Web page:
... how naturally rich the soil must be, to produce good crops without manure, and without ever lying fallow, and almost without ploughing; yet our political writers in England never speak of Canada without the epithet of barren. They tell me this extreme fertility is owing to the snow, which lies five or six months ...
— The History of Emily Montague • Frances Brooke

... ultimately becomes a very valuable asset. But the problem Canada is facing is that they are strangers, and, not having been brought up in the British tradition, they know nothing of it. The tendency of this influence is to produce a new race to which the ties of sentiment and ...
— Westward with the Prince of Wales • W. Douglas Newton

... religion is too important, too sacred a subject to be used as a masked battery against modern infidelity. Nor should a Christian Advocate ever condescend to defend his cause by arguments such as a pleader who is somewhat sceptical as to the merits of his case, may be allowed to use, but which produce on the mind of the Judge the very opposite effect of that which they are intended to produce. If we want to understand the religions of antiquity, we must try, as well as we can, to enter into the religious, moral, and political ...
— Chips From A German Workshop - Volume I - Essays on the Science of Religion • Friedrich Max Mueller

... return of peace, for over two decades the country experienced little economic growth because of conservative leadership policies. Since 2001, Vietnamese authorities have committed to economic liberalization and enacted structural reforms needed to modernize the economy and to produce more competitive, export-driven industries. The country continues to experience protests from the Montagnard ethnic minority population of the Central Highlands over loss of land to Vietnamese settlers ...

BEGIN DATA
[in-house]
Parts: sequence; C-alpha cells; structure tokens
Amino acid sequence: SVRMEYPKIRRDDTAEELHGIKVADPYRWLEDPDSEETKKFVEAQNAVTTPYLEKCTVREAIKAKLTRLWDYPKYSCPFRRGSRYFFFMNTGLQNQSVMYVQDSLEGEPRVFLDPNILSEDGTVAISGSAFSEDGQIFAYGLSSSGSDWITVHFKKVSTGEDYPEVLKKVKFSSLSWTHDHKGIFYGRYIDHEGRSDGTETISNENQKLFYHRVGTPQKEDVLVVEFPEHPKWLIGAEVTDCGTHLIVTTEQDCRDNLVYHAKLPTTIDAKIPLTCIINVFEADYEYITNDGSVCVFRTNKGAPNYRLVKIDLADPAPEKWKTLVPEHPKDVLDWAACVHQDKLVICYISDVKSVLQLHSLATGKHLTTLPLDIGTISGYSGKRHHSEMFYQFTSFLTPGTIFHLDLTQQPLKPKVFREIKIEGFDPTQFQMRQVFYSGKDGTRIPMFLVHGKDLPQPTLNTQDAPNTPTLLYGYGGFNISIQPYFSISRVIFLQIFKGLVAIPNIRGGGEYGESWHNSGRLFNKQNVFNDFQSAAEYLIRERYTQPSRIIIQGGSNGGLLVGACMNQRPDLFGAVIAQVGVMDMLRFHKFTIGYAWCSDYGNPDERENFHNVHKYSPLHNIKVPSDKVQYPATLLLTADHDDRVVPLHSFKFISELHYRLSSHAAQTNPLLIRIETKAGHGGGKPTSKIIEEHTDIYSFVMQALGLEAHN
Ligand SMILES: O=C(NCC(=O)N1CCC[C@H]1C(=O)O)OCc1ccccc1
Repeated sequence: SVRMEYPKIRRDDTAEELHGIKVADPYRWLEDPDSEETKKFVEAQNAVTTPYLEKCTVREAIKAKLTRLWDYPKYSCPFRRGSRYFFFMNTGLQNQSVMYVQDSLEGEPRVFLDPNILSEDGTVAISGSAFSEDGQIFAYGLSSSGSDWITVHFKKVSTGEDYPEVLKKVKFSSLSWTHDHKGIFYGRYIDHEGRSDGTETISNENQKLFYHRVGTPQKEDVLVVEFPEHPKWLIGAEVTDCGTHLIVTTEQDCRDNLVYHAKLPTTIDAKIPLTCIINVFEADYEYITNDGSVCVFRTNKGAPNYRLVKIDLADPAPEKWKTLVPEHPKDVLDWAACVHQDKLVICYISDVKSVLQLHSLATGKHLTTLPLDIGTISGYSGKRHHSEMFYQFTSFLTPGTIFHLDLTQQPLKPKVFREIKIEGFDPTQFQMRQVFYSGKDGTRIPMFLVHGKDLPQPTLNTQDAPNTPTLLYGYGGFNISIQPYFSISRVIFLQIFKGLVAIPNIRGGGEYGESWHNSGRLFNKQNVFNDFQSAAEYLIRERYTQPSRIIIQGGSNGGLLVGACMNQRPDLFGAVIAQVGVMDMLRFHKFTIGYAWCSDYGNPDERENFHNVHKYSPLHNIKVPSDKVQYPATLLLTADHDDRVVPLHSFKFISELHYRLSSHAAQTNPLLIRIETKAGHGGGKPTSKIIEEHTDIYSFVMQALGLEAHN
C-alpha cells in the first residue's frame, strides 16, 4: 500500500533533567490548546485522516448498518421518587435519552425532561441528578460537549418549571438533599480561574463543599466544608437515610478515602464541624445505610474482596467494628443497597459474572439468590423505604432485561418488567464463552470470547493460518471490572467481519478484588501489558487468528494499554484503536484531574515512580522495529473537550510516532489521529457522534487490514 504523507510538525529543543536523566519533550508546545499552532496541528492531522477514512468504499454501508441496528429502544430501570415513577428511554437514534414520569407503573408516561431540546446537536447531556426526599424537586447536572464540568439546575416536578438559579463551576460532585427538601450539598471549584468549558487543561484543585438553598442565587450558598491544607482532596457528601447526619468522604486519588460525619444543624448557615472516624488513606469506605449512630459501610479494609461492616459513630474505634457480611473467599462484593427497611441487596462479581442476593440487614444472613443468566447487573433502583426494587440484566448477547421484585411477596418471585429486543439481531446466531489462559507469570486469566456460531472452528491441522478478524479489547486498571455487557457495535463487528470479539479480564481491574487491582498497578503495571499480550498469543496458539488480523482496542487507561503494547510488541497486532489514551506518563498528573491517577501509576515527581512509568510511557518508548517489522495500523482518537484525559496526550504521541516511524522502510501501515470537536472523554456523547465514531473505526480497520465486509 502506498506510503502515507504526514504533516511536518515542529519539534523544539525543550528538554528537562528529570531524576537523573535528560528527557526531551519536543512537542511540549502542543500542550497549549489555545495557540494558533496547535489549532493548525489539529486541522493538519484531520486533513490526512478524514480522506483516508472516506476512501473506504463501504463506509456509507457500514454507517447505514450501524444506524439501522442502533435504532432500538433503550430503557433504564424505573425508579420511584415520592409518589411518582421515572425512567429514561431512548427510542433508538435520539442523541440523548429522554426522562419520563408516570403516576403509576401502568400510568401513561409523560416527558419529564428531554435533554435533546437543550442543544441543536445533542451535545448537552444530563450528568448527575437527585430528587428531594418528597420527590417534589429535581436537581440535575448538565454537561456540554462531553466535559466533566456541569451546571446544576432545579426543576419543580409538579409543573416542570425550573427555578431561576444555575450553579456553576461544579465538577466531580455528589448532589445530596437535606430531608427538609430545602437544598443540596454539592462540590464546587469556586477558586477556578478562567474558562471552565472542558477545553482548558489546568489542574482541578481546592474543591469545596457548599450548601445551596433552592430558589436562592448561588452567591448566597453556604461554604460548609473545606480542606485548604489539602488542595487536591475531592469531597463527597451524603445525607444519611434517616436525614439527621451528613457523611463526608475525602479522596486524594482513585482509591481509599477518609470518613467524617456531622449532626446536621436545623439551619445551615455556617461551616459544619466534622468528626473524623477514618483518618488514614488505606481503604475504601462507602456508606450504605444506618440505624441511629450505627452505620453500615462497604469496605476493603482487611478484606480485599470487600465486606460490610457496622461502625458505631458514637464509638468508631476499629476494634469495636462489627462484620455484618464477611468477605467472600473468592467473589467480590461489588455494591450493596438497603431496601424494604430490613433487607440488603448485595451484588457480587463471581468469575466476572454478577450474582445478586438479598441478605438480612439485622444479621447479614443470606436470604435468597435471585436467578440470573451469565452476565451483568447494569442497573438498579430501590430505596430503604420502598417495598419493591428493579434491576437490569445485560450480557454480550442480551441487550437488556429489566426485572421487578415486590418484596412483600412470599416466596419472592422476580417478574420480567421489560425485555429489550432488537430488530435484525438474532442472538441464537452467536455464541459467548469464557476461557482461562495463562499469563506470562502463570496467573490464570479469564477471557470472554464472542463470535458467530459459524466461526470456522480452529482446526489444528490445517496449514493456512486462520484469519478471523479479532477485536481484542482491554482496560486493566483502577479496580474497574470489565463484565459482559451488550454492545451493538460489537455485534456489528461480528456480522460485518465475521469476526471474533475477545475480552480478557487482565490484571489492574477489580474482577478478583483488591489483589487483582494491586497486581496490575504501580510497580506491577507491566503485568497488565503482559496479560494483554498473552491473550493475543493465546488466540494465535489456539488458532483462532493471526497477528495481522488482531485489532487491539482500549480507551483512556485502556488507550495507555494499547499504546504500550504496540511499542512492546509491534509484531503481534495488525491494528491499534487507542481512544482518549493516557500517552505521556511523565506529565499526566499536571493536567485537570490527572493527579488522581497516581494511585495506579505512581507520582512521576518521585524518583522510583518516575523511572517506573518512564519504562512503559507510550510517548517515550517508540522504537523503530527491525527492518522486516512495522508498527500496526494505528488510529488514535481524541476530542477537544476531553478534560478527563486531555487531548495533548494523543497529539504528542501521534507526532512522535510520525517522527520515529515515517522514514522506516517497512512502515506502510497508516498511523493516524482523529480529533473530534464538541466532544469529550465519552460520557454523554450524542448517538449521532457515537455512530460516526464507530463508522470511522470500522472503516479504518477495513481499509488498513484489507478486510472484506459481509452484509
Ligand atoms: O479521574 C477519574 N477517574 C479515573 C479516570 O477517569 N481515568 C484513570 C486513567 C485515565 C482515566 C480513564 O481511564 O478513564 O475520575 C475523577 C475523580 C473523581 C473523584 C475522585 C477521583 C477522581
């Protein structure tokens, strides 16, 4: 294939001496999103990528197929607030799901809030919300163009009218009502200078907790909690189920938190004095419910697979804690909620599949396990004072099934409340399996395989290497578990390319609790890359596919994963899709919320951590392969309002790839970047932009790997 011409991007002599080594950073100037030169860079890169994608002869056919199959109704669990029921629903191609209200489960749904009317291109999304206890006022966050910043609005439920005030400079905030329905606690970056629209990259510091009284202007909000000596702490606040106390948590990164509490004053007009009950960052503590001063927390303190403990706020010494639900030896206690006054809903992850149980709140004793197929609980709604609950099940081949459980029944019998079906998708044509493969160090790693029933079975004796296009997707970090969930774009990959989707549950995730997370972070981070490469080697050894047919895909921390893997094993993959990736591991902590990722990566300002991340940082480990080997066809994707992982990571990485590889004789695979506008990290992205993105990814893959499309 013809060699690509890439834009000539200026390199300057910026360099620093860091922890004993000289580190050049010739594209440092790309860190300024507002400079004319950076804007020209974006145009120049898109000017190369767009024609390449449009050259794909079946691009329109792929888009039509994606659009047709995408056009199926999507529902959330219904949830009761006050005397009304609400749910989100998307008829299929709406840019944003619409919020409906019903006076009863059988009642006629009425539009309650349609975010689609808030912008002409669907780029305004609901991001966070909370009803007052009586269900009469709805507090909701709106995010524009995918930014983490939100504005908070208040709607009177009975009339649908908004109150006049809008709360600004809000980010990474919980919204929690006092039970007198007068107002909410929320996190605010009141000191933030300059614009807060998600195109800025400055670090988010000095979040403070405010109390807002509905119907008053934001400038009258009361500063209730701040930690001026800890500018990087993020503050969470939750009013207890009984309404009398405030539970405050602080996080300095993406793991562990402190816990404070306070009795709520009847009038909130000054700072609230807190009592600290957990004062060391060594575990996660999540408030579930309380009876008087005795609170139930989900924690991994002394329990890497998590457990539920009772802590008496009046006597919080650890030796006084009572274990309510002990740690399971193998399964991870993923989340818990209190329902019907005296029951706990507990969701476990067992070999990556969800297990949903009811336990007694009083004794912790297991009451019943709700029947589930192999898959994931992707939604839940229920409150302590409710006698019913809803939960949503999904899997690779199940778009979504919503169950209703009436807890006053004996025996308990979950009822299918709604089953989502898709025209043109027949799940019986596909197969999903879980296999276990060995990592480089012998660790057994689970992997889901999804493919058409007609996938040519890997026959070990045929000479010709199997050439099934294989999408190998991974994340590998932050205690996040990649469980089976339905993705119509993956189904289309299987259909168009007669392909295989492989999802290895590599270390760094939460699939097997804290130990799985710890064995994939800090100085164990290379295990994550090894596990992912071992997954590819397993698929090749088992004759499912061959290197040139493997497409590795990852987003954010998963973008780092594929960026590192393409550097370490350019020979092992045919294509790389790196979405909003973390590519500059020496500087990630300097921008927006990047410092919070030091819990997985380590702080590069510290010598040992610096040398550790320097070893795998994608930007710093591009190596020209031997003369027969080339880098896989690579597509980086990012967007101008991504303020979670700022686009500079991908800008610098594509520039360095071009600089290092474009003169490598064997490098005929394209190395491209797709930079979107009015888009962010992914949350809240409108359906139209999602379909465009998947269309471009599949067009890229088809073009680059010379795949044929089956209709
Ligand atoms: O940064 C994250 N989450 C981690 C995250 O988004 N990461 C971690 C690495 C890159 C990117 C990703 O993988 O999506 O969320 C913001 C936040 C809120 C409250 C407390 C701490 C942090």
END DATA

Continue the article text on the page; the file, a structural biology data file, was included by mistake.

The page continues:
— The 2004 CIA World Factbook • United States. Central Intelligence Agency

... to Tom to produce the rapiers; and the second man came forward and examined and tested them, selecting that which his principal should use. Then the ground was stepped, the most level place selected, and the two combatants stripped off coat ...
— Tom Tufton's Travels • Evelyn Everett-Green

... that has been followed has led us through the maze of some events which served to produce the cathedral that stands among us now. The later centuries will not require as much attention, since they afford but little material, comparatively, with which we need delay; for the industry expended upon the fabric since this time has produced little change in the ...
— Bell's Cathedrals: Chichester (1901) - A Short History & Description Of Its Fabric With An Account Of The - Diocese And See • Hubert C. Corlette